1. Good points re: the printing colors. I could never quite put my finger on what weirded me out about WG4, and you did it for me - especially as compared to the rich color palette represented by other module covers around that time period.

    Also, please check your gmail. :)

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  2. Karen Nelson is the mother of Eric Nelson Shook, who was (and still is, for that matter) a friend of Rob Kuntz and player in the Greyhawk campaign. They lived in Lake Geneva and she was, from what I gather, something of a local "character."

    I never much liked this module BITD -- I thought the canned intro with the gnomes was cheesy (and a portent of things to come with the even cheesier canned intro to WG6), I didn't like that the wilderness map was drawn at a different scale and in a different style than the S4 map, making it harder to merge the two together seamlessly, and I didn't like all the Fiend Folio monsters which felt tacked on in blatantly commercial manner (sort of like using all the new UA character classes in the D&D cartoon) -- we know that all these FF monsters weren't there when Gary ran this dungeon in campaign-play in the 70s.

    I re-read the module recently and, while I still don't like all of those elements, there's enough other good stuff to shift my opinion back towards the positive. One thing I particularly like is that the humanoids aren't the original inhabitants of the dungeon, and are just as much intruders there (and just as ignorant of its origins and deeper mysteries) as the PCs. I also like the "living dungeon" element of how the humanoids react to invasion and how the dungeon will be different if the PCs fight a pitched battle, leave, and return later -- this is, IMO, a good example for other DMs to follow; not necessarily to write it all out the way Gary did, but to have it in mind.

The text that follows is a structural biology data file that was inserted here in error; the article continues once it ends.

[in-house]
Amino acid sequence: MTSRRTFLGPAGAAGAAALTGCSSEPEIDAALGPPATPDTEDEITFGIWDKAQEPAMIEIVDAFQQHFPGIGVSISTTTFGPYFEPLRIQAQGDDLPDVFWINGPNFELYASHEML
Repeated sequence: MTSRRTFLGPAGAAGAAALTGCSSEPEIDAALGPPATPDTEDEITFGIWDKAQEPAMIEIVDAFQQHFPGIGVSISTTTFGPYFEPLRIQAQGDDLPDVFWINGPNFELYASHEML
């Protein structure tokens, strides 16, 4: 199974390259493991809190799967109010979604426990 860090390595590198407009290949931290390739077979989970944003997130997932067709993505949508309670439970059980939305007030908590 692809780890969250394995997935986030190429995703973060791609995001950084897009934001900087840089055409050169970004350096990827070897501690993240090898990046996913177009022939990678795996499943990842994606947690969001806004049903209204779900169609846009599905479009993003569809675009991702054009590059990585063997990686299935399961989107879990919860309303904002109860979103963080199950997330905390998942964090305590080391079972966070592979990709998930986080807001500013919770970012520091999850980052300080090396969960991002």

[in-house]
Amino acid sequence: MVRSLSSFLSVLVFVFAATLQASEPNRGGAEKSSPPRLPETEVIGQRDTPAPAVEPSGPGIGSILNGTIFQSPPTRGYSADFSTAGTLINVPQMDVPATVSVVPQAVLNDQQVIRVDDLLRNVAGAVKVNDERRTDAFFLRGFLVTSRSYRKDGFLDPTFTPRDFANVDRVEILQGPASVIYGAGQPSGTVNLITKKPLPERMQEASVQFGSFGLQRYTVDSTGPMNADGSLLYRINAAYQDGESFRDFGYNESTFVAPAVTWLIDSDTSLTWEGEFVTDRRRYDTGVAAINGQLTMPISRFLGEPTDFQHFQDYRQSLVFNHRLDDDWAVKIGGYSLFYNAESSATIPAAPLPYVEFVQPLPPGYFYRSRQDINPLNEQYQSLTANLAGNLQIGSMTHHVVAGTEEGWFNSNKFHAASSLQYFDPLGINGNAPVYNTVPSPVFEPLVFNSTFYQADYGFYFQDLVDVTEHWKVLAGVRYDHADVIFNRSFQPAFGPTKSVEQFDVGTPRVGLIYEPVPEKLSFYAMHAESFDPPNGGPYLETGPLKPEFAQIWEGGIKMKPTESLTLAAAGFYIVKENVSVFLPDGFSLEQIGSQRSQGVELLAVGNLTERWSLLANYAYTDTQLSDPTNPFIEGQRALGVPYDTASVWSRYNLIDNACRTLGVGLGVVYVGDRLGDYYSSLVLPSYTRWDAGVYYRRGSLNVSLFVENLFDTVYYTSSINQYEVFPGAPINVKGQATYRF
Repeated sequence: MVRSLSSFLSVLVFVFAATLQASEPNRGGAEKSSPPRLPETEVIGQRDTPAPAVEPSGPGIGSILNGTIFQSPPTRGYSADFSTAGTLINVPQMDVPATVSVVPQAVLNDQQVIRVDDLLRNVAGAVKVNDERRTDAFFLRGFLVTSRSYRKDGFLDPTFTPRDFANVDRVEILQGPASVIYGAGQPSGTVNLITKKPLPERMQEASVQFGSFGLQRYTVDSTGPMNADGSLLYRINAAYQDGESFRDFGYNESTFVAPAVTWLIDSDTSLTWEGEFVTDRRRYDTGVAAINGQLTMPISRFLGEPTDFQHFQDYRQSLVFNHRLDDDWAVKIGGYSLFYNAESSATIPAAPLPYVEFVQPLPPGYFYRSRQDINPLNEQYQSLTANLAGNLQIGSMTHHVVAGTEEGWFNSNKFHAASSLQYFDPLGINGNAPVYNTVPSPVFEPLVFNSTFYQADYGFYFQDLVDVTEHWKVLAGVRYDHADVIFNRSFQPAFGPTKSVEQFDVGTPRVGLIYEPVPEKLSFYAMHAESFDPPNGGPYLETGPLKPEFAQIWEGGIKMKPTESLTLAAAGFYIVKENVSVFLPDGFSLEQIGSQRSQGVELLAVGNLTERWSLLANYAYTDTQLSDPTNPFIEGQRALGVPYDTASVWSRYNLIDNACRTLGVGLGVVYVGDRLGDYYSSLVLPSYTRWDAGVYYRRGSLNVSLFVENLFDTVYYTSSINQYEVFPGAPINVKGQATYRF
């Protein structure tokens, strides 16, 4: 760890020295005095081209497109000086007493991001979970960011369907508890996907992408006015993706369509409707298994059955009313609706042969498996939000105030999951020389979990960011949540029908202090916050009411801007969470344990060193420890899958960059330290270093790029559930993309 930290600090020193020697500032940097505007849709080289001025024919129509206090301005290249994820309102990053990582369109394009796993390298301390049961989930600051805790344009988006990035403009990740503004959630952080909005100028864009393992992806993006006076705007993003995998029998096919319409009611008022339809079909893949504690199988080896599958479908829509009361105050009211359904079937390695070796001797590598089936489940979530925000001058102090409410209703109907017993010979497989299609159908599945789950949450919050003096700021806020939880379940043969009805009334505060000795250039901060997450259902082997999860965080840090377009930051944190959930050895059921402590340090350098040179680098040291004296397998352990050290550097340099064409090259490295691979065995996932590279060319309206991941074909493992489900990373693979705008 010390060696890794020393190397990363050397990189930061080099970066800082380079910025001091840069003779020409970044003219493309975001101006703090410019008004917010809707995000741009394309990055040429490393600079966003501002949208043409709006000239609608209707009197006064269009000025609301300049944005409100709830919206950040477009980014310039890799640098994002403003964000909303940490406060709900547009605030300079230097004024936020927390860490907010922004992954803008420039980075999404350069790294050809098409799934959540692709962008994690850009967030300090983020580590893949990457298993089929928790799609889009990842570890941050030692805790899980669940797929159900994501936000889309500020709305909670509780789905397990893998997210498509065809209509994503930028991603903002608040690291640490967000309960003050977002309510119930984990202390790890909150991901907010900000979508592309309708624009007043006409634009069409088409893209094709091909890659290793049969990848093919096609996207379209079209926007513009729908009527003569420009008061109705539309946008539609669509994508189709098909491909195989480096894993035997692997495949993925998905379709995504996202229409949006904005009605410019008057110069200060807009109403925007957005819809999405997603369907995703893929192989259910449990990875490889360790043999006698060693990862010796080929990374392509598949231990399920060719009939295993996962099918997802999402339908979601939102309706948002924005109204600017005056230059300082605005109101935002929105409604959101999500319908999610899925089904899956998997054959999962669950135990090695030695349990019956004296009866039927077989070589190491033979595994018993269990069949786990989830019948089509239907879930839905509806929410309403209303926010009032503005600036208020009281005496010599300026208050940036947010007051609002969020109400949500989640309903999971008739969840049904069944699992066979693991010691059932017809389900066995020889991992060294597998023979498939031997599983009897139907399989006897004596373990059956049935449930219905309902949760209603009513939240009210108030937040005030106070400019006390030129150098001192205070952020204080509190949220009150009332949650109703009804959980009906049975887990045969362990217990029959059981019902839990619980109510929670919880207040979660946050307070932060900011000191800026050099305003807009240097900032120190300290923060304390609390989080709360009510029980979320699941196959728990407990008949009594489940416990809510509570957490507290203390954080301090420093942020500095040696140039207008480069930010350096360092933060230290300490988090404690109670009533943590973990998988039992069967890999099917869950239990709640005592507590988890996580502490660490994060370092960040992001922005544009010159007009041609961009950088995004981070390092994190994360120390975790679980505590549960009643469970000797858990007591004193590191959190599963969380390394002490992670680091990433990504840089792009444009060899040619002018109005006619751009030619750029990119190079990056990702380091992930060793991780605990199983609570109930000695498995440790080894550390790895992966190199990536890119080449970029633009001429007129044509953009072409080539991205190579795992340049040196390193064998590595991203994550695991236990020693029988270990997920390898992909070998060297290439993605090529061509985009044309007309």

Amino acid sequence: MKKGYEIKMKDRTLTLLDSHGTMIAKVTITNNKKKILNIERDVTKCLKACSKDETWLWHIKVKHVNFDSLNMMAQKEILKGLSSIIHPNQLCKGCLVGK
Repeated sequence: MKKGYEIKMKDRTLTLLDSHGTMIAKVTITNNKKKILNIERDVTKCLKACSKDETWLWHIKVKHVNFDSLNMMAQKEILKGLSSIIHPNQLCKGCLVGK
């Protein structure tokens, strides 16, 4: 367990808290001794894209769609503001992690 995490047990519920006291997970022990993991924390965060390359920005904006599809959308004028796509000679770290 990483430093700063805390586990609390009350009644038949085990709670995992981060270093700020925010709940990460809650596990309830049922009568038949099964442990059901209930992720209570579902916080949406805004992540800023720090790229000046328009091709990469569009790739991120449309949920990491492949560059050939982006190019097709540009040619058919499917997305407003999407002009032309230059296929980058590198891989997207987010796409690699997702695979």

The fact that there are essentially two dungeons in one layered atop one another -- the "text" of the humanoids, and the creepy subtext of the temple itself -- strikes me as brilliant design. An uninquisitive party could conceivably "win" this module (by killing off all the humanoids) and have no clue about the actual purpose or secrets of the temple, and the module is totally okay with that -- there's no railroad (except perhaps for the DM thinking it's cool and wanting to use it) forcing the players to explore the whole thing, only their own curiosity and sense that "something's weird here."

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  3. "An uninquisitive party could conceivably "win" this module (by killing off all the humanoids) and have no clue about the actual purpose or secrets of the temple, and the module is totally okay with that"

    That's exactly what happened the one time I ran this module.

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  4. Piggy-backing on Trent's post, Tharizdun should stand out as pretty distinct from Gygax's usual approach to D&D, since he borrowed the god from Kuntz's Kalibruhn campaign. See Kuntz's "History of Tharizdun" on Canonfire! at http://www.canonfire.com/cfhtml/modules.php?name=Downloads&d_op=getit&lid=92 for details.

    Also worthy of note is that WG4 was a slap-in-the-face to the TSR production department at the time it was produced, since they took months to get modules ready for publication. Gygax wrote the module, Karen drew the art, and Eric the maps and IIRC also laid it out. All within a month.

    Allan.

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  5. Good post. I still get shivers when I hear the name of the module -- or see its cover. Never played it through, though.

    The first thing I think of with WG4 is the Undertemple that is almost entirely impossible to find. No clues, no riddly poem to lead you there. There's something meta-disturbing that someone wrote a big portion of a module intending it to be sort-of thrown away. On a structural level, I find that really creepy in a 4th-wall kind of way.

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  6. My major issue with this module was that when I read it I thought "Oh, that's a rip-off of Ksarul from Empire of the Petal Throne". Still do. That left me with a highly negative view of the whole thing which was not boosted by anything else inside it. It seemed overly dependant on blind luck. There seemed no really good reason why a party would be there or ask the right questions to find the temple. I'd have to read it again, but those were my feelings and after we ran it I think the whole party felt that it was a bit of a waste of time, even though they finished it pretty comprehensively.